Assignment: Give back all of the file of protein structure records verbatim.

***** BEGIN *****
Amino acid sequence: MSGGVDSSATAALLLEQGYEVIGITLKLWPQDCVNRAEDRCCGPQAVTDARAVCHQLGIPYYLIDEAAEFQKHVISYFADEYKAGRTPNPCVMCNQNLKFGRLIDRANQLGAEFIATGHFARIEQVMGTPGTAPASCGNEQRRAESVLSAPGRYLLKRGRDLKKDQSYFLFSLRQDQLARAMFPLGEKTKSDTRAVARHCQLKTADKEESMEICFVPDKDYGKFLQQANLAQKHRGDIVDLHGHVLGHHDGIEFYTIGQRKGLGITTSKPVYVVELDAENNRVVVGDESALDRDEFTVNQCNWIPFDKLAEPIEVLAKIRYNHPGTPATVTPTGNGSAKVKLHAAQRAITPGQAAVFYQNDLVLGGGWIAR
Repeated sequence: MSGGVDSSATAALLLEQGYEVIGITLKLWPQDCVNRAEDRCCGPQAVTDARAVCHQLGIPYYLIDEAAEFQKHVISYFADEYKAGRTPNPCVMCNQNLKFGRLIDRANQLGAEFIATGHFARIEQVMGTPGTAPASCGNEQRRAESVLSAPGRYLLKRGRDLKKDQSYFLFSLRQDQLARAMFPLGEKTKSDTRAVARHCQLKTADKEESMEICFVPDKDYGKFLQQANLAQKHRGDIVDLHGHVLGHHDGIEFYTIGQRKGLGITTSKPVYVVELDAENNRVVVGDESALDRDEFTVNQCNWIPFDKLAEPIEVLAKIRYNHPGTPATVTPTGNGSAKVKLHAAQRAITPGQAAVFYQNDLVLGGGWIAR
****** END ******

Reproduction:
Amino acid sequence: MSGGVDSSATAALLLEQGYEVIGITLKLWPQDCVNRAEDRCCGPQAVTDARAVCHQLGIPYYLIDEAAEFQKHVISYFADEYKAGRTPNPCVMCNQNLKFGRLIDRANQLGAEFIATGHFARIEQVMGTPGTAPASCGNEQRRAESVLSAPGRYLLKRGRDLKKDQSYFLFSLRQDQLARAMFPLGEKTKSDTRAVARHCQLKTADKEESMEICFVPDKDYGKFLQQANLAQKHRGDIVDLHGHVLGHHDGIEFYTIGQRKGLGITTSKPVYVVELDAENNRVVVGDESALDRDEFTVNQCNWIPFDKLAEPIEVLAKIRYNHPGTPATVTPTGNGSAKVKLHAAQRAITPGQAAVFYQNDLVLGGGWIAR
Repeated sequence: MSGGVDSSATAALLLEQGYEVIGITLKLWPQDCVNRAEDRCCGPQAVTDARAVCHQLGIPYYLIDEAAEFQKHVISYFADEYKAGRTPNPCVMCNQNLKFGRLIDRANQLGAEFIATGHFARIEQVMGTPGTAPASCGNEQRRAESVLSAPGRYLLKRGRDLKKDQSYFLFSLRQDQLARAMFPLGEKTKSDTRAVARHCQLKTADKEESMEICFVPDKDYGKFLQQANLAQKHRGDIVDLHGHVLGHHDGIEFYTIGQRKGLGITTSKPVYVVELDAENNRVVVGDESALDRDEFTVNQCNWIPFDKLAEPIEVLAKIRYNHPGTPATVTPTGNGSAKVKLHAAQRAITPGQAAVFYQNDLVLGGGWIAR